It’s common knowledge that the Middle East is in turmoil these days and that there are major tensions between the United States and one of its crucial allies in the region, Israel. Less commonly understood are the profound ways in which Israel itself is changing.
In important respects, the country no longer resembles the image many Westerners still picture—the liberal Zionist state of David Ben-Gurion, Abba Eban, Golda Meir, and Yitzhak Rabin. The socialist Ashkenazi elite that used to dominate Israel’s politics has long since fractured and faded away. Sephardic Jews, Soviet immigrants, settlers, the religious right, secular Jews, and Arab Israelis now vie for influence. In foreign policy, meanwhile, what Israel stands for, and who it stands with, is also in play.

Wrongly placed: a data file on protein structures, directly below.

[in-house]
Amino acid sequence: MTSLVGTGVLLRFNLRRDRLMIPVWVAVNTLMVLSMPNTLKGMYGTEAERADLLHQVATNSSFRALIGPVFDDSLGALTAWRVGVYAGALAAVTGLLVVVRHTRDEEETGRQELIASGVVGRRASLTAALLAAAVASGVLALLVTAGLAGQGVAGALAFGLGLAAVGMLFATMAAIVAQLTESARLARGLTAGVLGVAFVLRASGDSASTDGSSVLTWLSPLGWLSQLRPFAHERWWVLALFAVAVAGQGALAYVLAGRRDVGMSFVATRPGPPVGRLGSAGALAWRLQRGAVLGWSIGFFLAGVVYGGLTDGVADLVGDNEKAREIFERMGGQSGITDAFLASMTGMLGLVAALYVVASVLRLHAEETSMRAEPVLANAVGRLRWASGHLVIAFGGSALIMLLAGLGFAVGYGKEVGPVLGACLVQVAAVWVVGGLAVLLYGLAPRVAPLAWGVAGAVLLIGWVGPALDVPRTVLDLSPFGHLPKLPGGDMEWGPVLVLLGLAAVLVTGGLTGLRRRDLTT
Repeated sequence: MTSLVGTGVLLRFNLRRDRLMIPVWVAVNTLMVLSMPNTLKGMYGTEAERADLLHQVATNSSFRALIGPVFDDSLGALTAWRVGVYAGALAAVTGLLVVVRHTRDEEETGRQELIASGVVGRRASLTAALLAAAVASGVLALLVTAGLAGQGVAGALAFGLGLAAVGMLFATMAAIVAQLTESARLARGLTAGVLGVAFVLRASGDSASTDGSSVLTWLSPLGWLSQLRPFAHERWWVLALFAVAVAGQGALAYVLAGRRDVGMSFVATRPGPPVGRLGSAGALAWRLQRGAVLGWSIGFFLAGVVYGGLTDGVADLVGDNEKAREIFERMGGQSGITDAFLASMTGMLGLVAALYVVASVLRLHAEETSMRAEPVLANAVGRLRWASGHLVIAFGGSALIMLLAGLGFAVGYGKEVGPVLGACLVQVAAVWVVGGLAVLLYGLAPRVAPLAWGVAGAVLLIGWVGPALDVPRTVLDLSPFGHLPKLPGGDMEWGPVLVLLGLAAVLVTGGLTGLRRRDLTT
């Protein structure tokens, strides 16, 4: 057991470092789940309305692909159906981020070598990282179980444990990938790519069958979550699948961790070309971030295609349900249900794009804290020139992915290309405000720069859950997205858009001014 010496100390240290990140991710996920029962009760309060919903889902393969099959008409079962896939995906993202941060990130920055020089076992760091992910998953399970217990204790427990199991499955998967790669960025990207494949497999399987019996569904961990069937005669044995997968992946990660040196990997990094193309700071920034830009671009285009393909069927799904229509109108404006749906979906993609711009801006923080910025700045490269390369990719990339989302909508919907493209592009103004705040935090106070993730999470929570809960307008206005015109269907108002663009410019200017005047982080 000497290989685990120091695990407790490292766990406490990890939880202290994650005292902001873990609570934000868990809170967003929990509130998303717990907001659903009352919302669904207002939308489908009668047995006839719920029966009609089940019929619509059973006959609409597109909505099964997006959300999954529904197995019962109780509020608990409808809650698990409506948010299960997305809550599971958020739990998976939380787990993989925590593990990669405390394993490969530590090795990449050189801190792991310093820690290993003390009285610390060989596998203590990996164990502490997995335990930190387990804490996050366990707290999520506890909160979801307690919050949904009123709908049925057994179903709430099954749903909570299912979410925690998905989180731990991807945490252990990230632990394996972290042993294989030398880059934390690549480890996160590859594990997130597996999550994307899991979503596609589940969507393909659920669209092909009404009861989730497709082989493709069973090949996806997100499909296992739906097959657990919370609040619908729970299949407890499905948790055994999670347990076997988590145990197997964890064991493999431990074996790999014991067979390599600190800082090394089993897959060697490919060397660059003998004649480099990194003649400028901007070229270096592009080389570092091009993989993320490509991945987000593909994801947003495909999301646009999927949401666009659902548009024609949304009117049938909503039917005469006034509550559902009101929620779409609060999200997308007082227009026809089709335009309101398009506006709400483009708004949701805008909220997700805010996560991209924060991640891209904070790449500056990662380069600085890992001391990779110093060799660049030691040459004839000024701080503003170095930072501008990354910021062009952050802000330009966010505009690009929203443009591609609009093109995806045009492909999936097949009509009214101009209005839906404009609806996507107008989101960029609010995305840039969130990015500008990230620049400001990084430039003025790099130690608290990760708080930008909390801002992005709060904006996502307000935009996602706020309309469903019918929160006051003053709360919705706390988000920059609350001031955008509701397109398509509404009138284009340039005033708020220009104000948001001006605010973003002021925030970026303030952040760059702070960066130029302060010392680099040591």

To scout this new landscape, we’ve turned to some of Israel’s leading politicians and observers. What emerges is a picture of a country enjoying a rare moment of relative peace with most of its neighbors, even as it experiences intensifying conflicts at home.
Leading off the package are interviews with two of Israel’s most powerful women: Ayelet Shaked, the current justice minister, and Tzipi Livni, a former justice minister and former foreign minister. Their contrasting visions starkly illuminate the country’s current political divide.
Next, Aluf Benn, editor in chief of Haaretz, describes Israel’s transformation through the story of Prime Minister Benjamin Netanyahu’s long career. A moderate when circumstances required it, Netanyahu now leads the most right-wing government in Israel’s history, which Benn argues is allowing Netanyahu to realize his long-held dream: replacing Israel’s old moderate and secular elite with a new hard-line and religious one.